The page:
Youth-Oriented Dance Studios
04/01/2007 12:11PM ● Published by Sandie Tillery
Tiny DancersApril 2007
By Sandie Tillery
The leaping, tapping, and hip hopping of “happy feet” will resound when local North State dance studios present their annual recitals in April, May and June. Many of the local dance studios end every school year with a performance showcasing their students’ progress. Though intended primarily for the families of the students, most studios advertise and encourage everyone to attend the performances.
Offering classes in a wide range of dance styles for aspiring dancers, from itty-bitty beginning tap dancers, to very advanced ballerinas, each studio has something unique to offer its students. Roni Grandell, director of Studio 8, lists her recommendations for qualities that make for a good dance school environment:
• Qualified teachers
• Clear mission statement
• Pride in their business (clean, organized, friendly)
• Wide range of dance styles offered
• Good communication with parents
Christy Webber, director of Front and Center Dance Studio, agrees that the dancer and family must feel comfortable at the studio. Webber says that good relationships between staff and students and their families are essential. “a fun and exciting atmosphere” and well qualified instructors top the list of qualities Sonya Kennedy, director of California Dance Company, recommends to parents who are looking for a studio.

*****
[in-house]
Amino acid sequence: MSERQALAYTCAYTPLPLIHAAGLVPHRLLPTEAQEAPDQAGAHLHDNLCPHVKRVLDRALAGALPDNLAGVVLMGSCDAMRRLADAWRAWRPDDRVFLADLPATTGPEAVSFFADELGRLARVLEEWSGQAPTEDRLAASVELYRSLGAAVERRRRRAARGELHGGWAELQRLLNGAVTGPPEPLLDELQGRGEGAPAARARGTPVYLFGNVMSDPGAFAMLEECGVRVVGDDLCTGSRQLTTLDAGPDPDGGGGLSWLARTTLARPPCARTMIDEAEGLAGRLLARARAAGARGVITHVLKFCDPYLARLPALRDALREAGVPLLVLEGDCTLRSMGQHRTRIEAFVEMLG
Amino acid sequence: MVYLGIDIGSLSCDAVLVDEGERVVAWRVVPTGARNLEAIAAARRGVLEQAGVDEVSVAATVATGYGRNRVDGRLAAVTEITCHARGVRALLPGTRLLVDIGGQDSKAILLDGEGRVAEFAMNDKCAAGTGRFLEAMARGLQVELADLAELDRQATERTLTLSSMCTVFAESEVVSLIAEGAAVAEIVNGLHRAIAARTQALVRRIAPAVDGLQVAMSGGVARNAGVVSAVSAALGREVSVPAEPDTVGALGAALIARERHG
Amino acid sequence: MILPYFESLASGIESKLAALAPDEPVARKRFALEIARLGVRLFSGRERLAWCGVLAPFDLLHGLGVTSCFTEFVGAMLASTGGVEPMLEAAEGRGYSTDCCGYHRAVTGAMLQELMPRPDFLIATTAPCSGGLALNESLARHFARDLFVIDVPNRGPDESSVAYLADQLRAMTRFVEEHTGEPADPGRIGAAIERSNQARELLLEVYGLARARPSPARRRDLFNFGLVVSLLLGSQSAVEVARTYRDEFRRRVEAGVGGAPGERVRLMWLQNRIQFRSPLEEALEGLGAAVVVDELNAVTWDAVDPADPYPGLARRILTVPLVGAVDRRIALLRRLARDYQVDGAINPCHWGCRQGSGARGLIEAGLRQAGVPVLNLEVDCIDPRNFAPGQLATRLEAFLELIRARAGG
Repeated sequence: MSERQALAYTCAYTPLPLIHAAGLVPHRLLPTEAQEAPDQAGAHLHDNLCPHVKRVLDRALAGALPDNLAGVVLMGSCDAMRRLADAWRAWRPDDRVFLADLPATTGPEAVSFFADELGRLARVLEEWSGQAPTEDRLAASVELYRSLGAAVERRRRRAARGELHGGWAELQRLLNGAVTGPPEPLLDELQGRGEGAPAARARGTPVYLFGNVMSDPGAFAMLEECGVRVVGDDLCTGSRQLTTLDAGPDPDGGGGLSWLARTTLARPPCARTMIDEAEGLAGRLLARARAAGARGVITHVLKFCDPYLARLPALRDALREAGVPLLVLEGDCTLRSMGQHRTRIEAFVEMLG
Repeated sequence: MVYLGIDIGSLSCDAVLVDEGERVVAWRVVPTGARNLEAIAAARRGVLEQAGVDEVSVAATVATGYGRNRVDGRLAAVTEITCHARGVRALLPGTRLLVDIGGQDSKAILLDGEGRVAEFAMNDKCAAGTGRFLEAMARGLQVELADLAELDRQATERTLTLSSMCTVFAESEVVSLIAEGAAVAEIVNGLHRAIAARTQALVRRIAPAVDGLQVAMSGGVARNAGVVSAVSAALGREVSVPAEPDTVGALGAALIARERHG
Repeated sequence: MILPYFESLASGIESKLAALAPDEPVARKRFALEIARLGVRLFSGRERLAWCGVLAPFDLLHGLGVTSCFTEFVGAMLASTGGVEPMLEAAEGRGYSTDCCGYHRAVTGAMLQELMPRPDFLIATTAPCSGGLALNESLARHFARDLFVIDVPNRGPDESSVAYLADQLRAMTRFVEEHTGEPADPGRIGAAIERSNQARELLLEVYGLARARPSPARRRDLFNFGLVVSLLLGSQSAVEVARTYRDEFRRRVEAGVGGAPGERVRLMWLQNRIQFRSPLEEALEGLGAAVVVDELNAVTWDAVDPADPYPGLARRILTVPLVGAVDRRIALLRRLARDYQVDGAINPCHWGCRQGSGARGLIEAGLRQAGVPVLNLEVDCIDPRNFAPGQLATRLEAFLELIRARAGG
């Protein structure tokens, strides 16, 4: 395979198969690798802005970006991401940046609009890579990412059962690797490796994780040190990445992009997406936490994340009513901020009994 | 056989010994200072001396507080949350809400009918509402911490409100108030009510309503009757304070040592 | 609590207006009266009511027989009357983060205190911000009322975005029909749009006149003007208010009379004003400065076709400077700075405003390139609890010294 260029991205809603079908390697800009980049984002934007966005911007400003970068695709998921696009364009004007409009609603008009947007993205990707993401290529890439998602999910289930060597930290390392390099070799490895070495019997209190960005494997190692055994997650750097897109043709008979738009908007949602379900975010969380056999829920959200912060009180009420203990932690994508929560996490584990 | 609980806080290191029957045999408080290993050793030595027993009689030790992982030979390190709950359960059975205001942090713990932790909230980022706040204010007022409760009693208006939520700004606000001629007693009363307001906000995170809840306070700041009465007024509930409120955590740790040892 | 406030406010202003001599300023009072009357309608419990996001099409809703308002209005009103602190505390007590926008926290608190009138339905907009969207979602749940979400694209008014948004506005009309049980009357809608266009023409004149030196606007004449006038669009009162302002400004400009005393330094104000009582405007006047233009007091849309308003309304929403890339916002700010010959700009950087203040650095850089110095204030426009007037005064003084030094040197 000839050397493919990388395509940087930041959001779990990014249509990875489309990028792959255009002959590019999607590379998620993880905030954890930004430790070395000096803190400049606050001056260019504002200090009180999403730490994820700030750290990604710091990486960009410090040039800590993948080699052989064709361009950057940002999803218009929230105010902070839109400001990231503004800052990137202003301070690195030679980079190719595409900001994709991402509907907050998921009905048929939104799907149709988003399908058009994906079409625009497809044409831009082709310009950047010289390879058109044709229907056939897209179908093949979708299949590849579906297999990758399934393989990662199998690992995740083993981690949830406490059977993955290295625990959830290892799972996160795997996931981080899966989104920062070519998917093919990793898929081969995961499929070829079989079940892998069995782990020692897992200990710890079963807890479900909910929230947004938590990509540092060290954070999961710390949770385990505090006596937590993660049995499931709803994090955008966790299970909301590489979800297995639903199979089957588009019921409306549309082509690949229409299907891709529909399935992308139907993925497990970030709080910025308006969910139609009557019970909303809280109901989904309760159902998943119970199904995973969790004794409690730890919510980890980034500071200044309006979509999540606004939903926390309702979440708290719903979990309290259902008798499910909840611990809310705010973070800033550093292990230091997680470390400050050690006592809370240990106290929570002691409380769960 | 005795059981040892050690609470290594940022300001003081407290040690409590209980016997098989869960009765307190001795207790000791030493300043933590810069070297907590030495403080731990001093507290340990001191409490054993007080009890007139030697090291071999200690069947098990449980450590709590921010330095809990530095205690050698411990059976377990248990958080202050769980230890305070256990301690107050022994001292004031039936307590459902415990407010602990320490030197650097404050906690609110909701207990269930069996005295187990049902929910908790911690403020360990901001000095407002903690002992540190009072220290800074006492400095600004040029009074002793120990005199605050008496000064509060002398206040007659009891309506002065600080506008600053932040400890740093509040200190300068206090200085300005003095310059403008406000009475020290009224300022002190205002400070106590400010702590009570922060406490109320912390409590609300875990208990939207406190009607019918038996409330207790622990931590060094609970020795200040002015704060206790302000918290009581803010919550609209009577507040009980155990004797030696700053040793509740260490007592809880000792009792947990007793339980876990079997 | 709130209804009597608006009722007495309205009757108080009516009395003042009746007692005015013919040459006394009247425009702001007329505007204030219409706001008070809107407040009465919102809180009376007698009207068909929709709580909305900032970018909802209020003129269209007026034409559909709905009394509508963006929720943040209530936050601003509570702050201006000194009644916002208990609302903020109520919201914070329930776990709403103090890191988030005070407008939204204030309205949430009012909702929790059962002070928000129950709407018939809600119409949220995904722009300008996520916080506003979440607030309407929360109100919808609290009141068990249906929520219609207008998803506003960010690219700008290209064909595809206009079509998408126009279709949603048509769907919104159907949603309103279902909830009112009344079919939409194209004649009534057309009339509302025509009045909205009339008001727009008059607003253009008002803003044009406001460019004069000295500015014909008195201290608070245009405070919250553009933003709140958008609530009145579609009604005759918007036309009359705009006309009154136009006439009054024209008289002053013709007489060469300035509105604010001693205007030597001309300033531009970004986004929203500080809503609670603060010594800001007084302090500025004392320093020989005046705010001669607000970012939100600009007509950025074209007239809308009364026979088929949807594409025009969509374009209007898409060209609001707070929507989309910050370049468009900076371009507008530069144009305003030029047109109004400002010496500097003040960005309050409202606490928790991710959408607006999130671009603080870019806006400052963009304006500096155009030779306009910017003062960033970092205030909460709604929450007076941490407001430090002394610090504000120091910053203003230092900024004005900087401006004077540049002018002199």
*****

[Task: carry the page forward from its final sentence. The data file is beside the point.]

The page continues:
Nicole Dewsnup, co-director of Breakaway School of Dance, also considers a family friendly atmosphere to be essential. She echoes other dance directors who recommend looking at the skills of older students who have been trained at the studio. Have any of the studio’s students moved on to study or compete at higher levels or to perform professionally? This may be a question for those families looking for serious dance instruction.
“Dance is a performing art. Recitals give kids a touch of what it’s like to perform before an audience,” said Yvonna Kuyper, director of the Dance Depot in Redding. Following in her mother’s footsteps, Yvonna carries on a tradition of 50 years of dance instruction in Redding. Daughter Natasha Kuyper now teaches with her mother and grandmother, Elsa Zoll, and plans to continue the business when her mother retires. take the family out for an afternoon or evening of magical entertainment sometime during April, May and June to see what is happening at the schools of dance in your area. you might find yourself tapping your toes along to the beat of their “happy feet”.